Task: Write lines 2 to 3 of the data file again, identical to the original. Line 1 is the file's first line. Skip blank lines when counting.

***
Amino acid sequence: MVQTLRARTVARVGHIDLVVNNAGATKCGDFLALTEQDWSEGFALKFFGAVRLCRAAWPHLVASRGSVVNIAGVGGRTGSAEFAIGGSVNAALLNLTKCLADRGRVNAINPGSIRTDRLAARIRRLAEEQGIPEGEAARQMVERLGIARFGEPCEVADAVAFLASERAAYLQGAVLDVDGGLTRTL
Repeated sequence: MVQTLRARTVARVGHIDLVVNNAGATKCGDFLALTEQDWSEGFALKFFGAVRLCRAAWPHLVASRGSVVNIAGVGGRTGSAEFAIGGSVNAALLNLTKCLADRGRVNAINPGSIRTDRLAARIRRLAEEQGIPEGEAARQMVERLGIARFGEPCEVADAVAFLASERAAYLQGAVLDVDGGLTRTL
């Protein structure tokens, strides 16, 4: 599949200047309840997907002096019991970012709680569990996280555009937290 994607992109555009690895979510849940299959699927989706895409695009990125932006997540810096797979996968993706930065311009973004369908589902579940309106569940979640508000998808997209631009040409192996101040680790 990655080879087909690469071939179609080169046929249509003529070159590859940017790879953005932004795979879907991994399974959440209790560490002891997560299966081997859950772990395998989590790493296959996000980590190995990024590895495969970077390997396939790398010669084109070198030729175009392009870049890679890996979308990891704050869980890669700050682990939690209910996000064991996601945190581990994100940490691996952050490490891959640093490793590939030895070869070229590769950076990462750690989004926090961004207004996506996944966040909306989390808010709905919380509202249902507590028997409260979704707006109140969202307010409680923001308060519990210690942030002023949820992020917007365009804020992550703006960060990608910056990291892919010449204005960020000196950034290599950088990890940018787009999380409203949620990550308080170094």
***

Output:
Repeated sequence: MVQTLRARTVARVGHIDLVVNNAGATKCGDFLALTEQDWSEGFALKFFGAVRLCRAAWPHLVASRGSVVNIAGVGGRTGSAEFAIGGSVNAALLNLTKCLADRGRVNAINPGSIRTDRLAARIRRLAEEQGIPEGEAARQMVERLGIARFGEPCEVADAVAFLASERAAYLQGAVLDVDGGLTRTL
């Protein structure tokens, strides 16, 4: 599949200047309840997907002096019991970012709680569990996280555009937290 994607992109555009690895979510849940299959699927989706895409695009990125932006997540810096797979996968993706930065311009973004369908589902579940309106569940979640508000998808997209631009040409192996101040680790 990655080879087909690469071939179609080169046929249509003529070159590859940017790879953005932004795979879907991994399974959440209790560490002891997560299966081997859950772990395998989590790493296959996000980590190995990024590895495969970077390997396939790398010669084109070198030729175009392009870049890679890996979308990891704050869980890669700050682990939690209910996000064991996601945190581990994100940490691996952050490490891959640093490793590939030895070869070229590769950076990462750690989004926090961004207004996506996944966040909306989390808010709905919380509202249902507590028997409260979704707006109140969202307010409680923001308060519990210690942030002023949820992020917007365009804020992550703006960060990608910056990291892919010449204005960020000196950034290599950088990890940018787009999380409203949620990550308080170094």